Social media marketing gives brands a direct channel of communication to consumers, as well as one of the best tools to build customer loyalty. Entrepreneurs cannot underestimate the power of smart technology and social media marketing. Sending personal birthday messages, interacting on socials, responding to complimentary emails, and selling personalized content are highly effective means of adding a personal touch.
Create Virtual Content
Business owners can use the extra time during lockdown to experiment with creating online content to keep their client base engaged. People love watching vlogs documenting the processes behind making products or providing services. The public continues to express a more profound interest in what goes on behind the scenes of their favorite brands. So, it’s an astute way a company can remain fresh in the minds of their target audience.
Inspirational and motivational content that delves into overcoming challenges might be more relevant to inspiring loyalty from a different type of customer base. Organizations should conduct research on what their buyers are looking for and deliver consistently to reap the benefits of creating content online.
Staff is a Firm’s Greatest Resource
In the wake of the COVID-19 peak, the public is increasingly interested in how businesses are treating their staff. Modern consumers, especially Millennials and Zoomers, don’t feel comfortable buying from brands they perceive to be unkind. The team is often the greatest expense for a company — and therefore, its greatest asset. By taking care of staff, a brand can inspire loyalty from within. This type of dedication will be reflected in the productivity of a workforce that feels valued.
Mirror the Ethics of Your Customer Base
Modern consumers want brands to have a conscience while genuinely caring about their impact on the environment, as well as the staff. Collaborations with influencers and charities and fundraising events communicate an ethical message to consumers. In addition to building trust in a brand, expanding reach in this manner potentially exposes it to a broader audience.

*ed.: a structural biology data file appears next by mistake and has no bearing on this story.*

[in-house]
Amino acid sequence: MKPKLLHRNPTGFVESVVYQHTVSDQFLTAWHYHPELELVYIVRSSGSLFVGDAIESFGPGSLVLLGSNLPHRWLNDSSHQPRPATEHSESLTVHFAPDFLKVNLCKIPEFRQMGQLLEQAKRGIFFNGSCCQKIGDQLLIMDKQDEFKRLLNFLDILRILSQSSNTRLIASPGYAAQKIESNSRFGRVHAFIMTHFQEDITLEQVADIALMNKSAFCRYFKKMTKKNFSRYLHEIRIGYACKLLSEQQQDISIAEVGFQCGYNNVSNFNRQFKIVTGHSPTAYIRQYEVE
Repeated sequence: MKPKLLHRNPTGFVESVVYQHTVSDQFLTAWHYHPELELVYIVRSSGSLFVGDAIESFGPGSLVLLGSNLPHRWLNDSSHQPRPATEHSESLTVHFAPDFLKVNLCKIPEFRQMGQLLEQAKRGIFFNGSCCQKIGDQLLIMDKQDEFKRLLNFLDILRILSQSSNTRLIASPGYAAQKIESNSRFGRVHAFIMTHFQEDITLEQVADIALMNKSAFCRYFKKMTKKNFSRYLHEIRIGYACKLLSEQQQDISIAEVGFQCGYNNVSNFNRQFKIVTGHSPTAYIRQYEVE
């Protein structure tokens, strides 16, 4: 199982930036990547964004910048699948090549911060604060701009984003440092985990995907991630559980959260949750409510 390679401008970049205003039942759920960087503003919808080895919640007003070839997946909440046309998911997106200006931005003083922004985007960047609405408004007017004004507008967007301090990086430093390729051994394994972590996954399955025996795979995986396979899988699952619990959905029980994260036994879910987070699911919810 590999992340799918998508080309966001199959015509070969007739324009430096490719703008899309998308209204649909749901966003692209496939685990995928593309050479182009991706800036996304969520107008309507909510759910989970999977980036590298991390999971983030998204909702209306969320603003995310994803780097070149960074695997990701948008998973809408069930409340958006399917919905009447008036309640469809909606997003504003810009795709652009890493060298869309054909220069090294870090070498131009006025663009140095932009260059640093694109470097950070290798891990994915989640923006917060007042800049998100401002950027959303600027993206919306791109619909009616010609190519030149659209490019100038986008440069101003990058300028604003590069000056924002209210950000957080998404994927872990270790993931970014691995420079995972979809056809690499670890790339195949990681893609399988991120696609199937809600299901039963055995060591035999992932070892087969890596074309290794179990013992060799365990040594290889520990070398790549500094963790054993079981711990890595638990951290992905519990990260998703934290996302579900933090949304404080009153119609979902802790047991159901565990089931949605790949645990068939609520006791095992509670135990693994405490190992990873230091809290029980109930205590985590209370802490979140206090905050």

Making sure branding is aligned with upcoming trends is imperative, and it should be discussed and actioned every quarter. Current trends are for sustainability, eco-friendly products and services, and brands with a message.
Trends can change rapidly. As such such, businesses need to adapt to stay relevant, continually seeking feedback from loyal clients to find out their current moral priorities.
Use Email Campaigns to Communicate Your Message
Email campaigns have been around for a while, and are not necessarily innovative. Accordingly, they get a bad name, predominantly because most businesses get it wrong. An email is the chance to get into a customer’s mind daily or weekly — never more than once a day. Instead of sending emails promoting products or attempting a hard-sell, provide meaningful content that’s useful.
Communicate a company’s message by writing or sharing relevant blog posts in the brand’s unique voice. Let customers know about collaborations, initiatives, and future plans, in addition to sharing uplifting information about what the team’s been doing. Find creative ways of giving your clients what they want, so your brand continues to stay fresh in their minds.
Discover Digital Marketing Strategies to Get Through the COVID-19 Pandemic
For further insights into how to strengthen your digital marketing strategy, the VujaDay blog has plenty of ideas to help your business navigate the COVID-19 economy.